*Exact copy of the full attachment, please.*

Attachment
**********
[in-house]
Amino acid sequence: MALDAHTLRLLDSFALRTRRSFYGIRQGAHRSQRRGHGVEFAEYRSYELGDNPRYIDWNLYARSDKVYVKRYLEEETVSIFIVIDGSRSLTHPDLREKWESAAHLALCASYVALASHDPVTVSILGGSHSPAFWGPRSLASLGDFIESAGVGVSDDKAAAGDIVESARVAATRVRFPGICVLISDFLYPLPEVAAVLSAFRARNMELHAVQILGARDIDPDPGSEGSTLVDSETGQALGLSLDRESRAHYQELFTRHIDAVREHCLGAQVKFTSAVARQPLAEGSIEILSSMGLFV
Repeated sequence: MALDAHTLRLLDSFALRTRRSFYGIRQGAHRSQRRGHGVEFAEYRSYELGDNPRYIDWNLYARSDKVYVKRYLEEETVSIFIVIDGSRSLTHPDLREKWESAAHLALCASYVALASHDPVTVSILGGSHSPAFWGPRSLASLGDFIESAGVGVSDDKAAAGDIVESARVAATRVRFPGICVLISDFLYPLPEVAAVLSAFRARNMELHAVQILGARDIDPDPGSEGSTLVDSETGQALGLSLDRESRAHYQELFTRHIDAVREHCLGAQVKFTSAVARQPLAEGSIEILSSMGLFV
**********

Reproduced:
[in-house]
Amino acid sequence: MALDAHTLRLLDSFALRTRRSFYGIRQGAHRSQRRGHGVEFAEYRSYELGDNPRYIDWNLYARSDKVYVKRYLEEETVSIFIVIDGSRSLTHPDLREKWESAAHLALCASYVALASHDPVTVSILGGSHSPAFWGPRSLASLGDFIESAGVGVSDDKAAAGDIVESARVAATRVRFPGICVLISDFLYPLPEVAAVLSAFRARNMELHAVQILGARDIDPDPGSEGSTLVDSETGQALGLSLDRESRAHYQELFTRHIDAVREHCLGAQVKFTSAVARQPLAEGSIEILSSMGLFV
Repeated sequence: MALDAHTLRLLDSFALRTRRSFYGIRQGAHRSQRRGHGVEFAEYRSYELGDNPRYIDWNLYARSDKVYVKRYLEEETVSIFIVIDGSRSLTHPDLREKWESAAHLALCASYVALASHDPVTVSILGGSHSPAFWGPRSLASLGDFIESAGVGVSDDKAAAGDIVESARVAATRVRFPGICVLISDFLYPLPEVAAVLSAFRARNMELHAVQILGARDIDPDPGSEGSTLVDSETGQALGLSLDRESRAHYQELFTRHIDAVREHCLGAQVKFTSAVARQPLAEGSIEILSSMGLFV